But this resolution that McCarthy put forward rejected on a 218 to 197 vote. Two Republicans did join with Democrats to vote to kill this resolution. Those two Republicans, Adam Kinzinger, Liz Cheney, the same two Republicans were the only ones who voted to create this select committee to investigate what happened here. And also, of course, the same two Republicans who agreed to be appointed by Nancy Pelosi as part of this investigation.

McCarthy will move forward in other efforts to try to undermine and distract and discredit the investigation over the weeks ahead. But they don't have subpoena power, even if they were to have hearings on the Republican side, they lack what the Democrats have, which is subpoenas and we can expect Democrats going forward if they don't get what they want to move forward with subpoenas and lots of hearings as well, Erin.

BURNETT: Right. And by the way, I do want to make a point again that Kevin McCarthy could have had that subpoena power. He requested it and Pelosi granted it, everything that he wanted, including that subpoena power but he rejected that committee and that's why we're here.

So Manu, what is the latest you're hearing about Democrats calling McCarthy or other Republicans. McCarthy, I just was detailing Jaime Herrera Beutler's quotes from his phone call with the President of the United States on the day of the riot. I mean, he could be a very important witness.

RAJU: Yes. Democrats and the two Republicans on the Committee are open to calling Kevin McCarthy and as well as the Republicans who had conversations with the White House, with Donald Trump, the Trump White House in the run up to January 6th. Adam Kinzinger, the new addition to the Committee, I asked him today if he's willing to call any of the Republican members to testify and he made it clear he is.

He said we wouldn't do it to embarrass them, but we would do it to get answers. But after tomorrow's hearing, then the Committee will lay out a roadmap for its investigation going forward and looking at different areas that they want to dig into and also try to get documents as part of its investigation here. So a long way till we get to that point, but certainly an issue that's not off the table, Erin.

BURNETT: All right. Manu, thank you very much.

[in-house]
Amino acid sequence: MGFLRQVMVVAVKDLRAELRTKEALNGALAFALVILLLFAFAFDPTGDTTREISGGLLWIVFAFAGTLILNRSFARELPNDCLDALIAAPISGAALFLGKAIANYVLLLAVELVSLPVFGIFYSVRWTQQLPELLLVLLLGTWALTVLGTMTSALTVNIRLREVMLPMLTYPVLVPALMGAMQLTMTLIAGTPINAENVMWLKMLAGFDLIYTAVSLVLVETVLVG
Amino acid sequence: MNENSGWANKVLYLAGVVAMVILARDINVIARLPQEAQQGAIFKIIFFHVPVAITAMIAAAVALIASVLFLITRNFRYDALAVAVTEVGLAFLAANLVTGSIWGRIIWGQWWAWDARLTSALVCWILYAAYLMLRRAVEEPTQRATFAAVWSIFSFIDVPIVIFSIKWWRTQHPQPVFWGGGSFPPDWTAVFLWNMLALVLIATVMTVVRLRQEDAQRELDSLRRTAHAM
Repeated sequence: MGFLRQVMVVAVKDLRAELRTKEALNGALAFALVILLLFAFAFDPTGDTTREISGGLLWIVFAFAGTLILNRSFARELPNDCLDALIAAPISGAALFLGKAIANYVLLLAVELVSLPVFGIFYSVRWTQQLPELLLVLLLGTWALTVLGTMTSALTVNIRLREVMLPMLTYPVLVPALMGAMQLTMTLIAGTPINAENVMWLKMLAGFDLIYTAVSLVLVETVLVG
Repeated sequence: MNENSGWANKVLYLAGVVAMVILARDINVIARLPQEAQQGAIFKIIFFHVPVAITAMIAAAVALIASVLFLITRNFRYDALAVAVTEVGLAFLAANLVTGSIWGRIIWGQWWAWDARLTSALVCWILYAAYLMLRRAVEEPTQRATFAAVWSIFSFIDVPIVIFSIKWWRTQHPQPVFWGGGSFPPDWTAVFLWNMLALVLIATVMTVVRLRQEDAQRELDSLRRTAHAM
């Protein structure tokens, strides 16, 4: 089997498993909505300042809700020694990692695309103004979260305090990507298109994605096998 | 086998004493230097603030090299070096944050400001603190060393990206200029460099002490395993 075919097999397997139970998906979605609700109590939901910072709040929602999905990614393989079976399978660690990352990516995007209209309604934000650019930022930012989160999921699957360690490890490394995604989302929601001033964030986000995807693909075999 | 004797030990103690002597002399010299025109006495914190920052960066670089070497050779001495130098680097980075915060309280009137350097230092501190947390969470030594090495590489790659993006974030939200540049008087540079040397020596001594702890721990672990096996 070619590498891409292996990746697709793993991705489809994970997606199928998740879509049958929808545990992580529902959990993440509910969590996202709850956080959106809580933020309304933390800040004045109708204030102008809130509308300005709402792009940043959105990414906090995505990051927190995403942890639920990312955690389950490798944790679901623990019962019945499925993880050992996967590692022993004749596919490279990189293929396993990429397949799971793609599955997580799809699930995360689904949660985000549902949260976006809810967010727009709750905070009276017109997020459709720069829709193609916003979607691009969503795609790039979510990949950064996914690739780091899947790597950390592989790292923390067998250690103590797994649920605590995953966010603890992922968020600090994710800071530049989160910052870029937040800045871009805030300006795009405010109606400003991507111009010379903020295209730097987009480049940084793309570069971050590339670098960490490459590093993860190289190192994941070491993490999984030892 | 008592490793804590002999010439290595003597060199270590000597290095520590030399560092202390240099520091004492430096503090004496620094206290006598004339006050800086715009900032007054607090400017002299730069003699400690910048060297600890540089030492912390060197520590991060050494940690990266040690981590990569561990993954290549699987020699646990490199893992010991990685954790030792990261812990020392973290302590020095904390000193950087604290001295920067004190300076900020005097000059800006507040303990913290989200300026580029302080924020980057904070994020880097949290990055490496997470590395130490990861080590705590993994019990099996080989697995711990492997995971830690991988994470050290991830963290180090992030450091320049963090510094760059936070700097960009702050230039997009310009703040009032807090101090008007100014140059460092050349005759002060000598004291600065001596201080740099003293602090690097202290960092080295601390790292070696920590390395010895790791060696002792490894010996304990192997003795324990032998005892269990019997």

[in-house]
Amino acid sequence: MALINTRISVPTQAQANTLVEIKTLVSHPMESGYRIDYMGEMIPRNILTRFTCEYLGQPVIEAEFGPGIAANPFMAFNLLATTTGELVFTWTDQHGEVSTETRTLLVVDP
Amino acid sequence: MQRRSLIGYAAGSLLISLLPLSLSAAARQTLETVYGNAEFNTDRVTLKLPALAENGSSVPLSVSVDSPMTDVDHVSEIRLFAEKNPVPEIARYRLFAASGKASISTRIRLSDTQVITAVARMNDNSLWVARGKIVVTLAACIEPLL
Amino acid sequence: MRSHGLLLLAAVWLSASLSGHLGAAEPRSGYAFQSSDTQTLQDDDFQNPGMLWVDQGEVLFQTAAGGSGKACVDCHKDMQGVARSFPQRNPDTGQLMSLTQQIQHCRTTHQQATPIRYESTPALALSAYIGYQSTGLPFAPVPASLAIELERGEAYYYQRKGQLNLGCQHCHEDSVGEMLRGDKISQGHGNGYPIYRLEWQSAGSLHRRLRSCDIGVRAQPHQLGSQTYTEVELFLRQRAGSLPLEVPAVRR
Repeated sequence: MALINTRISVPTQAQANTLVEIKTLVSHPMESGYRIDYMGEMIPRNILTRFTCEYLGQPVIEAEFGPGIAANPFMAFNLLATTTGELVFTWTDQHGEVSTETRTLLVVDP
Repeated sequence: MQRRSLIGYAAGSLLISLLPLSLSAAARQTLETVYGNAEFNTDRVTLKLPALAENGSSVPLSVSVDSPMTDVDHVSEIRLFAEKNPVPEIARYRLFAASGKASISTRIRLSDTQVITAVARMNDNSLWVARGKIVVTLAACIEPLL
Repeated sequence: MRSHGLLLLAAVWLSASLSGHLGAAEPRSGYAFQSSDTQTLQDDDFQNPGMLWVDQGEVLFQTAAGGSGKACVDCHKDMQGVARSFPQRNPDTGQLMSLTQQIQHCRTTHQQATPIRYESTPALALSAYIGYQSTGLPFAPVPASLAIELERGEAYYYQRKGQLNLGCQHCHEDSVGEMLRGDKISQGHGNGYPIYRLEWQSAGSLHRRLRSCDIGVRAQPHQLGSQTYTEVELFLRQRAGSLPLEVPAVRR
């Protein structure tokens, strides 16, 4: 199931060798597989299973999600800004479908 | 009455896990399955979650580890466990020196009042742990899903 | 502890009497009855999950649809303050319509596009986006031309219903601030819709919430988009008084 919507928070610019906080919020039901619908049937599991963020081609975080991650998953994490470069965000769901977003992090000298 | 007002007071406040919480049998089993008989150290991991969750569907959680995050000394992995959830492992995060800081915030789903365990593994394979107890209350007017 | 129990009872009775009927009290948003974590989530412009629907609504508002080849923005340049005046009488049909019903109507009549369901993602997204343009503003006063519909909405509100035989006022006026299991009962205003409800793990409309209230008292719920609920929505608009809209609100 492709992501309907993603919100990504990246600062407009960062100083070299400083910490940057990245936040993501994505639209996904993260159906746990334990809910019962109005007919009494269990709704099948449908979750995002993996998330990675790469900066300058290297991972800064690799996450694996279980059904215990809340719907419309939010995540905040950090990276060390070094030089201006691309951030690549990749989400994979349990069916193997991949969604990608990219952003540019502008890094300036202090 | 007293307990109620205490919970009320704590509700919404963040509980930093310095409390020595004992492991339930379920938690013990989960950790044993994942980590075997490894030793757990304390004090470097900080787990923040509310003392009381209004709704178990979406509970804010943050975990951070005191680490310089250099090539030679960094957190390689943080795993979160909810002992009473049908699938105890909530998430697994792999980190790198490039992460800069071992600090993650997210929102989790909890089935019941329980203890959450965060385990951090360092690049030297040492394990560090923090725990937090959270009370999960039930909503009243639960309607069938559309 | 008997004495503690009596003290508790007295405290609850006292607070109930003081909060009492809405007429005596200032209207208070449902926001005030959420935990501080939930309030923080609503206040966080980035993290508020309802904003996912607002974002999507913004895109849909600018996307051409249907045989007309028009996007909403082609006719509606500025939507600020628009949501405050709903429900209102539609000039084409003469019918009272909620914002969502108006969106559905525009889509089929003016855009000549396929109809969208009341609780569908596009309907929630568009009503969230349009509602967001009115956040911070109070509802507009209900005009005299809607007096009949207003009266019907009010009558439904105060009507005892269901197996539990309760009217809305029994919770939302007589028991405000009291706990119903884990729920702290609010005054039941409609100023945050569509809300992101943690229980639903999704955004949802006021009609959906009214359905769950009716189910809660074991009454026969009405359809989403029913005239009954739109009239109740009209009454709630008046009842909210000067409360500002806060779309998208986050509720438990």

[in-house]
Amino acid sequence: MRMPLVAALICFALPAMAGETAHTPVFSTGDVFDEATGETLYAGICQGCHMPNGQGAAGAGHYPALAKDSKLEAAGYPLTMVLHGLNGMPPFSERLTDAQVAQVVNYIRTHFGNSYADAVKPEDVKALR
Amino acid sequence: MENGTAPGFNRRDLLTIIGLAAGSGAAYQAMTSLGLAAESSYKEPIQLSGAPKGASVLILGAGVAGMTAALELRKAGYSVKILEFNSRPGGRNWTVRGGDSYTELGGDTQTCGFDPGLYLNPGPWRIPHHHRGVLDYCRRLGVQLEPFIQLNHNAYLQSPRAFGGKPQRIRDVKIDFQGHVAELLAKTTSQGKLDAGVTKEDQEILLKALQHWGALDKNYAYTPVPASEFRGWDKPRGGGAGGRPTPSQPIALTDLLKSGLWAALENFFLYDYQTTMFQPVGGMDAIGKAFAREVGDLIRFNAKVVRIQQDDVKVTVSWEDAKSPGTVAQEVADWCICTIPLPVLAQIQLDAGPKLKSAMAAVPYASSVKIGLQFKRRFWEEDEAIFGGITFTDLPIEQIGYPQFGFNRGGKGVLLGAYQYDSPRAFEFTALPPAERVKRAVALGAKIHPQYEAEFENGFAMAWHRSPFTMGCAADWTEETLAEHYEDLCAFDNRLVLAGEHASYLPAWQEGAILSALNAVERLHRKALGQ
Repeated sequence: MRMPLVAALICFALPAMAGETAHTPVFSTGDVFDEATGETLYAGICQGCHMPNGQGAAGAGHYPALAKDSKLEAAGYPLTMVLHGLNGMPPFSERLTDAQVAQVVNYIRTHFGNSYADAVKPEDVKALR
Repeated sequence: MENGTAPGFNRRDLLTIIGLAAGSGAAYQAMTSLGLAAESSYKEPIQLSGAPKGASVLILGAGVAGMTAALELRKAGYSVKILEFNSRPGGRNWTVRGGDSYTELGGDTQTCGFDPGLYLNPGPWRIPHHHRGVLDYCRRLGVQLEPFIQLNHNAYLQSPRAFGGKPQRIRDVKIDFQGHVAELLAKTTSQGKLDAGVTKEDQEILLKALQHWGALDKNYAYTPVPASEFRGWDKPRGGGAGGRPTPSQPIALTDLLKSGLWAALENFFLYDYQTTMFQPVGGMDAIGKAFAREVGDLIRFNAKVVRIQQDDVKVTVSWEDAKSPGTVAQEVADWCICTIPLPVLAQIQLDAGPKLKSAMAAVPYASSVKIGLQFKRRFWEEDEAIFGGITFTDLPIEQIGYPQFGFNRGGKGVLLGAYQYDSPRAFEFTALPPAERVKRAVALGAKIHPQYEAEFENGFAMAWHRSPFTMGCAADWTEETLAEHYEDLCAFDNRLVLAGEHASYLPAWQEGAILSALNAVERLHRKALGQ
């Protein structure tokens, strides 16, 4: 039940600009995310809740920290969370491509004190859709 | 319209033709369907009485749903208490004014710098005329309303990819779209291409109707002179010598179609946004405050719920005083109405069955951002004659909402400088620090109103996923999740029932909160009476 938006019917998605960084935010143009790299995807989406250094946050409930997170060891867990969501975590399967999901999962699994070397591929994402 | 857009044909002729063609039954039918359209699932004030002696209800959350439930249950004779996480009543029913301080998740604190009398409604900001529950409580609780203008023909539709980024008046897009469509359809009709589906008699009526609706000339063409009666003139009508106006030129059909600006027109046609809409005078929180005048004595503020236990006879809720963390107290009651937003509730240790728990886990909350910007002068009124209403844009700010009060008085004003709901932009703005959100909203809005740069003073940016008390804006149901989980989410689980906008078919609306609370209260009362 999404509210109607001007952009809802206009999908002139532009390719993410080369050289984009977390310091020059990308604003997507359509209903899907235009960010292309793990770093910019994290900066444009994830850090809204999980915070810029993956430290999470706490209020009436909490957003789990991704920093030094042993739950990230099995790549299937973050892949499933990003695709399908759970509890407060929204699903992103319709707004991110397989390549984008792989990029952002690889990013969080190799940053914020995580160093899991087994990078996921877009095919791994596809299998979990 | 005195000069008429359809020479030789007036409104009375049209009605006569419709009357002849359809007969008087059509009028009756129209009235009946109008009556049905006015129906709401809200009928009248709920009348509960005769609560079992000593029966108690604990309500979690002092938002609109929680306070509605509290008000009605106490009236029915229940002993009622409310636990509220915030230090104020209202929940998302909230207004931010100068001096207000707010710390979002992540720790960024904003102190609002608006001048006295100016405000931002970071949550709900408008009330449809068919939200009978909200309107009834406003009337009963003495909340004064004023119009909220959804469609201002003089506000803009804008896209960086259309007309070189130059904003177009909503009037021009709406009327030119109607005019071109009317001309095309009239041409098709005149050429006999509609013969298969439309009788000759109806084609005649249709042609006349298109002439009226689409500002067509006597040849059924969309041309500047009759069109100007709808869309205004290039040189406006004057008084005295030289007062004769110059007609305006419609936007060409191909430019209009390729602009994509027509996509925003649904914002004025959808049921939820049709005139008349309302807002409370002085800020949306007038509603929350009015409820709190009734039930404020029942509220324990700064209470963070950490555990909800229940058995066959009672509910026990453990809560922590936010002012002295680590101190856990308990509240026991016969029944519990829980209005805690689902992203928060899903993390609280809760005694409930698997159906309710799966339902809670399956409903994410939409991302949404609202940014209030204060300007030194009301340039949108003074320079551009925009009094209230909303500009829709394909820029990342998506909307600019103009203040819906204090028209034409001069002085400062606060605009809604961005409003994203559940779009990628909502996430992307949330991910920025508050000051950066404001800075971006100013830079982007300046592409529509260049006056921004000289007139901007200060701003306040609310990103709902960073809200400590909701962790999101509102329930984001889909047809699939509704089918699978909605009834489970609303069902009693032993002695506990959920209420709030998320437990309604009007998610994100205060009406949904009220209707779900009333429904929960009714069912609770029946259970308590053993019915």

And I want to go now to Democratic Congressman Jamie Raskin who is one of the members of the January 6th Select Committee. Congressman, I'm really grateful for your time tonight and I know you're hours away from the first hearing of the Select Committee.

It's going to be an important and emotional one and yet you have Republicans introduced a resolution where Pelosi would be forced to seat McCarthy's vetoed picks; Banks, Jordan, for the Committee and now they're planning a dueling press conference to overlap with your hearing to try to minimize it all as much as possible. What's your reaction to all of this?

REP. JAMIE RASKIN (D-MD): Well, they're desperately trying to obstruct and derail a real investigation into what happened. And you know that from the basic fact that we gave them everything they wanted in terms of five-Republican, five-Democratic independent outside 9/11-style commission with equal subpoena authority on both sides and they blocked that. They just don't want an investigation into what really happened.

And I mean, it's almost getting absurd and comical all of their little diversionary antics here to try to distract the country from watching what we're doing. I think it's having the reverse effect.


I think the country realizes that they've got a lot to hide and that they don't want us to get at the truth. But we're going to get to the truth and we have a very strong bipartisan committee right now and we're going to kick it off with law enforcement, which to me is like the moral center of gravity of the whole thing, because these were hundreds of our officers on the Capitol force and the D.C. police force who were being beaten with baseball bats, and Trump flags, and Confederate battle flags and engaged in basically medieval style battlefield tactics to try to save the democracy and to prevent them from overthrowing the election, which was their purpose.